Until a year later . . . "Just when I vowed to spurn you forever, I found you in the woods at a makeshift altar, surrounded by bodies."

Elizabeth's expression grew stark. "Not me. It was Saroya."

"Yes, Saroya," he breathed. Covered in gore from head to toe, bold and lethal, she'd blooded him at once.

Now he stared past Elizabeth, relishing the memory of that night. . . .

Between unpracticed breaths, he demanded, "Who are you?" He knew that the mortal's consciousness had disappeared, sensed the absence of Elizabeth.

Before him was another entity.

"I am Saroya, vampire." Her very accent had changed. "Your goddess, trapped in mortality."

All vampires knew that Saroya had been tricked from her lofty plane, cursed by her sister to live within random humans, one after another, repeatedly experiencing her own death through them.

If Lothaire had felt any doubt about her identity, she'd erased it by speaking to him in Russian, her accent regal. There was no way for an ignorant eighteen-year-old peasant to know his tongue.

And besides, Lothaire deserved a goddess. He knew fate wouldn't have paired him with lowly Elizabeth Peirce!

For millennia he'd sought to rule the Vampire Horde. How could they deny his claim with Saroya, the protectress of vampires, as his queen?

"Have I blooded you?" she asked with silky menace.

"Yes. I'm Lothaire, your male-"

"I have no male and accept no master," she snapped. "I am a goddess!"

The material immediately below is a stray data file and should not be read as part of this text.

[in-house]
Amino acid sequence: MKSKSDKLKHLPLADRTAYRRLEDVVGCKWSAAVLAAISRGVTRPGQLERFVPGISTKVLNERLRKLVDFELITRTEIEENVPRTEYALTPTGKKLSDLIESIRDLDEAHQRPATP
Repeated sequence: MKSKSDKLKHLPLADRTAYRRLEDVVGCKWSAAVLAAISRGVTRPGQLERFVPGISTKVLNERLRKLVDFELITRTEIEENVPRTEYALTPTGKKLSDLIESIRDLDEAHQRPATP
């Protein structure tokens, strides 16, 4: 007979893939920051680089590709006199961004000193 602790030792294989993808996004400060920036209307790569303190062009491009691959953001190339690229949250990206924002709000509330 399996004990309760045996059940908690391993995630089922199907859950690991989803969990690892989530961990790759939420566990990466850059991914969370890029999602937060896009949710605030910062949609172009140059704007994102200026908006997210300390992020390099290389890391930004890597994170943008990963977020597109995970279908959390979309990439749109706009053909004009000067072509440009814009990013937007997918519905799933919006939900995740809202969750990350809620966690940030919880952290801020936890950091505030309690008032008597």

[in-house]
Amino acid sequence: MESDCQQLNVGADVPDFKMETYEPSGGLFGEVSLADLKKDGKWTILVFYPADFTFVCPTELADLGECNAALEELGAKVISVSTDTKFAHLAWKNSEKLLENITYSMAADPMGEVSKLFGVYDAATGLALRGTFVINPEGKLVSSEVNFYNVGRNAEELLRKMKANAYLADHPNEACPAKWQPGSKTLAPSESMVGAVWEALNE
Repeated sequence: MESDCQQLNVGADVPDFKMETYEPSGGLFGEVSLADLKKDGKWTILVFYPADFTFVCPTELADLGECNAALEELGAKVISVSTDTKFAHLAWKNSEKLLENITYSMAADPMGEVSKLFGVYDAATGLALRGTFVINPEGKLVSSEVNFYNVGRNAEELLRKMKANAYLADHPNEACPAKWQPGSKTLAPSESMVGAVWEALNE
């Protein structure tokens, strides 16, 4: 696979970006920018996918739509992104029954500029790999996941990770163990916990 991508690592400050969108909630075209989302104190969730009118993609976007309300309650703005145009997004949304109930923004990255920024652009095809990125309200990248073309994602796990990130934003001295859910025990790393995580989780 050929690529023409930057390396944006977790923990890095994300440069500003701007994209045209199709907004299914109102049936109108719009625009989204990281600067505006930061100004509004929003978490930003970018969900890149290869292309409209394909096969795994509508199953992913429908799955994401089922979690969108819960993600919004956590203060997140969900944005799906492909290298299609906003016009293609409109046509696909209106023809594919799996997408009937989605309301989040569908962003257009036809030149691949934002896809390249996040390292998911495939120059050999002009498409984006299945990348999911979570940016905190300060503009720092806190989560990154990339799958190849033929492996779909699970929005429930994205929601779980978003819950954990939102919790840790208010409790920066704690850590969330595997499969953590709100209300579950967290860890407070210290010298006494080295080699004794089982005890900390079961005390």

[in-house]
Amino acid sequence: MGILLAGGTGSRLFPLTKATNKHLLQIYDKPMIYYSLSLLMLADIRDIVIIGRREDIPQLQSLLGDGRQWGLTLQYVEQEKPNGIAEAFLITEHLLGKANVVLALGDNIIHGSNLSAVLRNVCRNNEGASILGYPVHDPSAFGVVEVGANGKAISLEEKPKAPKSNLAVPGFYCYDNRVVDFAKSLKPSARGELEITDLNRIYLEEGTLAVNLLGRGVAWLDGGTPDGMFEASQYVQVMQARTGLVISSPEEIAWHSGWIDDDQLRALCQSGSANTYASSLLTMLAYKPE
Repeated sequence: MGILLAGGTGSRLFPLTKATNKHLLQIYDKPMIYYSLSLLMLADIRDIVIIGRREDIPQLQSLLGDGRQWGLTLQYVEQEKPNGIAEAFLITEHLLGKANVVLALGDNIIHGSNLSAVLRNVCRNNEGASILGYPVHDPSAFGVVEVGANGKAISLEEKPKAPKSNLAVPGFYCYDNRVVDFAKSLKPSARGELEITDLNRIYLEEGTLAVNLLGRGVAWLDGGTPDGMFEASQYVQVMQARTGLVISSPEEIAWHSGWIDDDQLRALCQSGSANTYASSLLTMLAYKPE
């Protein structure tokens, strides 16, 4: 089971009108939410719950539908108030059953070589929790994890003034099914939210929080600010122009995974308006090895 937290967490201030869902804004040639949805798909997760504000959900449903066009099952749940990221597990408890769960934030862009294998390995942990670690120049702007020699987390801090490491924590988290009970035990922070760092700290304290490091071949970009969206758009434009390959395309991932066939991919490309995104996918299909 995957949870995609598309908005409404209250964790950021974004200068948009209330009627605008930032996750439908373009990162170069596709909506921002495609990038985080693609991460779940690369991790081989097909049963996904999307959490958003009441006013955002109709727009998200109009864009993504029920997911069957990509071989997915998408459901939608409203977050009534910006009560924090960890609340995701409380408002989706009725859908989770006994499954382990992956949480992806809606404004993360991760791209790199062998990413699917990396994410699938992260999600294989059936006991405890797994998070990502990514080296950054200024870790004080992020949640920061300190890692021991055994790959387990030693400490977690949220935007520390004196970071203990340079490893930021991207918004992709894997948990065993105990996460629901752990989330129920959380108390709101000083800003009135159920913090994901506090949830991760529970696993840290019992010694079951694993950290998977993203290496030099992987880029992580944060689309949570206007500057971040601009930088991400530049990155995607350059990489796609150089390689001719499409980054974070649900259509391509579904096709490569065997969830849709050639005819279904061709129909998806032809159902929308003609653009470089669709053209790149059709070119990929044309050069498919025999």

"That's a shame," he replied smoothly, ignoring his new heartbeats and the unbearable stiffening of his shaft, denying the frenzy to claim her, to sink his fangs deep into her flesh. "Because had you been mine, I would have found a way to extinguish that human's soul, then make your body immortal."

"Lothaire?" She narrowed her eyes. "An ancient one with great power, descended from two royal lines. Even I have heard of you."

"And soon I intend to seize my kingdoms. I will have my immortal queen by my side."

She stepped closer. "You could make me undying in this body?"

"In time, I would find a way. Nothing could stop me."

"Yet you would desire to mate with me now? To complete the blooding."

Each vampire had to experience his first release while touching his Bride's body. Most vampires simply mated their females, but Lothaire knew he couldn't. Tracing within inches of her, he cupped her nape with a shaking hand. "The only thing greater than my need is my strength. Your mortal form is too fragile for me to claim. But I must finish this."

"Then I will not yield this body until you destroy Elizabeth's soul and make me whole. For now, you may take your physical release in some way. . . ."

"Lothaire?" Elizabeth interrupted his thoughts.

Reminded of that interlude with Saroya, he cast the girl a look of renewed hatred. That night he and the goddess had talked till dawn, discussing their aims. Again and again, he'd discovered how well she fit him.

Saroya was his match in all ways-a queen even Ivana would bow down to.

Blyad'! How could his Bride expect him to use Elizabeth? Maybe Saroya didn't see the dichotomy between the two females, but it was plain to Lothaire.

It would be like taking an entirely different woman.

Once Saroya understood their circumstances better, she would not be so keen for Lothaire to enjoy another. He imagined how he'd feel if the situation were reversed.